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Australian City To Launch Gay Partner Registry
by Newscenter Staff

November 17, 2006 - 9:00 pm ET

(Melbourne, Australia) Melbourne, Australia's second largest city, is set to create a domestic partner registry for same-sex couples.  The plan was put forward by openly gay Deputy Lord Mayor Gary Singer and endorsed by Lord Mayor John So.

The registry would be largely symbolic but in a country which has outlawed same-sex marriage the symbolism is important to gay and lesbian couples. In 2004 the federal government passed a law defining marriage as a union between a man and a woman.

"This register will provide evidence of a relationship," said Singer. "It doesn't have the legal status of marriage but it does provide some evidentiary basis in court for gay and lesbian couples."

The registry would be a first for the state of Victoria and is based on one created in 2002 in Sydney.

The announcement came only days after the state of South Australia announced legislation creating a domestic partner registry that will provide many of the rights of marriage.  

Under the Domestic Partners Bill, introduced in the state Parliament on Tuesday (story), any two people who live together as a couple will be covered. It also would allow siblings or other couplings to register.

Attorney-General Michael Atkinson said that he expects the bill will have little difficulty in passing.  The opposition parties have announced their backing for the bill.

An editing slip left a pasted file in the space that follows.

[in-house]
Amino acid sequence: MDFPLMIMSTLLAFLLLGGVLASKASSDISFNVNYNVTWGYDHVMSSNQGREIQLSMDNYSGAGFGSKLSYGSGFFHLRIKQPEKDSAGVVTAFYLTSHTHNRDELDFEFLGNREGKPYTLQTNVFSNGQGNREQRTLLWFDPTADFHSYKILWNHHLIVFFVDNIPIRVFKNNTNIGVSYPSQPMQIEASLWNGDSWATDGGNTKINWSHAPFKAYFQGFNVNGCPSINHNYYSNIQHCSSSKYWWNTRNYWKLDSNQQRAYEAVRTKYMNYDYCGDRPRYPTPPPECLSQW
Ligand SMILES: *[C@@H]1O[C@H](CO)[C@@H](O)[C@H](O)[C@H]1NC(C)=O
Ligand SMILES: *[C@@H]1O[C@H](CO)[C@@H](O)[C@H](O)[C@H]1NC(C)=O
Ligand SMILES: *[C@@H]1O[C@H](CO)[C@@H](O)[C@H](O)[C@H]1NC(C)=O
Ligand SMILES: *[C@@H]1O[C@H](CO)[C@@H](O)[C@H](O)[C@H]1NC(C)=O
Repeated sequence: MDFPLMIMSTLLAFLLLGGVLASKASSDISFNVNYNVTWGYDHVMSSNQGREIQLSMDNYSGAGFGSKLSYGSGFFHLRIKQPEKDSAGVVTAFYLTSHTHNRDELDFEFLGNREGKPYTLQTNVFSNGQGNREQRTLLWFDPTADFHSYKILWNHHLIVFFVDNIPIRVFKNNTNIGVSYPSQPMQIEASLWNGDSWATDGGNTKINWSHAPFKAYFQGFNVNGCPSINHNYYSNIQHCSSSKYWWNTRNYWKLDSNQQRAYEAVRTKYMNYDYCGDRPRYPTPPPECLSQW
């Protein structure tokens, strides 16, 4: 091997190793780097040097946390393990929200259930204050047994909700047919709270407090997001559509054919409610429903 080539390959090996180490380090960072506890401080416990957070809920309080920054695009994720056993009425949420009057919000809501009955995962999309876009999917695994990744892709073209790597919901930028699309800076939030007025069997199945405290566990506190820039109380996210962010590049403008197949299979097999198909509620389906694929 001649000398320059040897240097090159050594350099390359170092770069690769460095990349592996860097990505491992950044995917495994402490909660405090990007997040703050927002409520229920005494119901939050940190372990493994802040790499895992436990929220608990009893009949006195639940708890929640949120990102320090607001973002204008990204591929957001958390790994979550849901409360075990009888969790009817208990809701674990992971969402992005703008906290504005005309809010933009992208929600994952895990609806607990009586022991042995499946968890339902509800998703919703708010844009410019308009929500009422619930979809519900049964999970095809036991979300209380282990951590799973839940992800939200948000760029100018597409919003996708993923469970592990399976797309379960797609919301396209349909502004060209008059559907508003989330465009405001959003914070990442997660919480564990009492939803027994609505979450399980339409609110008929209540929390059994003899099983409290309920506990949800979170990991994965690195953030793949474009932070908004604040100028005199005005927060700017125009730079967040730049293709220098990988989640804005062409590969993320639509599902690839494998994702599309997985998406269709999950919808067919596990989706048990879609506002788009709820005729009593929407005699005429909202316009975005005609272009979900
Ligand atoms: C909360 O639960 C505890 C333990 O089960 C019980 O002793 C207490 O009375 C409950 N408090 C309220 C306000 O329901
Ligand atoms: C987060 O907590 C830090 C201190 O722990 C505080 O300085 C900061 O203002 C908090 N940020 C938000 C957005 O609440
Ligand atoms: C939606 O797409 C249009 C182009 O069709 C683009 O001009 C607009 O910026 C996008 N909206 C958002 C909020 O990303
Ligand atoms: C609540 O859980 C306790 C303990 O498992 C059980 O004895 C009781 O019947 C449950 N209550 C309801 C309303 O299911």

The legislation would allow same and opposite-sex couples to register and be able to share financial affairs, make medical and funeral arrangements for one another.

Earlier this year the Australian Capital Territory passed legislation giving same-sex couples most of the rights of marriage (story) but the bill was overturned by the federal government.

Atkinson said that he did not expect his bill would meet opposition from the federal government because it recognizes the relationships between all types of interdependent couples.

Following the rejection of the ACT legislation the federal Human Rights and Equal Opportunity Commission began an investigation into inequities faced by same-sex couples. The commission has been holding hearings across the country. (story)

Public opinion has been slowly shifting in favor of recognizing same-sex relationships and Prime Minister John Howard now has suggested his government may look at ways of granting limited recognition to same-sex couples. But Howard said he has no intention of repealing the ban on gay marriage.

� 2006


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